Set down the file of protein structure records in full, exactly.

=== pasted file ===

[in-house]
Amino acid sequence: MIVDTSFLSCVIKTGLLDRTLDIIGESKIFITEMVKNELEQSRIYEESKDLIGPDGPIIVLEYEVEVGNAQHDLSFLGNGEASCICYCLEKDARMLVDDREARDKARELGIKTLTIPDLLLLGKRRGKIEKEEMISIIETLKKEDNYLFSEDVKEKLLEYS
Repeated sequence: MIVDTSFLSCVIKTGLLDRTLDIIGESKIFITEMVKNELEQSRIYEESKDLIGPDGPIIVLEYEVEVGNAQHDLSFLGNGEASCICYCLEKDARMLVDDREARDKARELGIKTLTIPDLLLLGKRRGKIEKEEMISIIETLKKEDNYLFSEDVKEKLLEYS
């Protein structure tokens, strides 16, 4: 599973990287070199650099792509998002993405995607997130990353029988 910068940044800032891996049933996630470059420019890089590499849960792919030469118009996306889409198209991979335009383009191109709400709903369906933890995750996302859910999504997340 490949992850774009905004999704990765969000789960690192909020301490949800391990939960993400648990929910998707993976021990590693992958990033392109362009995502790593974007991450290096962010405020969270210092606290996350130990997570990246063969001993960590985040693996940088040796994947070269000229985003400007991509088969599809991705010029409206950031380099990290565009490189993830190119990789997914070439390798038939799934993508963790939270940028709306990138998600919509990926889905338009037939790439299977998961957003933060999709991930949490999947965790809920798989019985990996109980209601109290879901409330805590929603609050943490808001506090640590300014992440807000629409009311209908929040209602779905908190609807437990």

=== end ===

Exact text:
[in-house]
Amino acid sequence: MIVDTSFLSCVIKTGLLDRTLDIIGESKIFITEMVKNELEQSRIYEESKDLIGPDGPIIVLEYEVEVGNAQHDLSFLGNGEASCICYCLEKDARMLVDDREARDKARELGIKTLTIPDLLLLGKRRGKIEKEEMISIIETLKKEDNYLFSEDVKEKLLEYS
Repeated sequence: MIVDTSFLSCVIKTGLLDRTLDIIGESKIFITEMVKNELEQSRIYEESKDLIGPDGPIIVLEYEVEVGNAQHDLSFLGNGEASCICYCLEKDARMLVDDREARDKARELGIKTLTIPDLLLLGKRRGKIEKEEMISIIETLKKEDNYLFSEDVKEKLLEYS
């Protein structure tokens, strides 16, 4: 599973990287070199650099792509998002993405995607997130990353029988 910068940044800032891996049933996630470059420019890089590499849960792919030469118009996306889409198209991979335009383009191109709400709903369906933890995750996302859910999504997340 490949992850774009905004999704990765969000789960690192909020301490949800391990939960993400648990929910998707993976021990590693992958990033392109362009995502790593974007991450290096962010405020969270210092606290996350130990997570990246063969001993960590985040693996940088040796994947070269000229985003400007991509088969599809991705010029409206950031380099990290565009490189993830190119990789997914070439390798038939799934993508963790939270940028709306990138998600919509990926889905338009037939790439299977998961957003933060999709991930949490999947965790809920798989019985990996109980209601109290879901409330805590929603609050943490808001506090640590300014992440807000629409009311209908929040209602779905908190609807437990």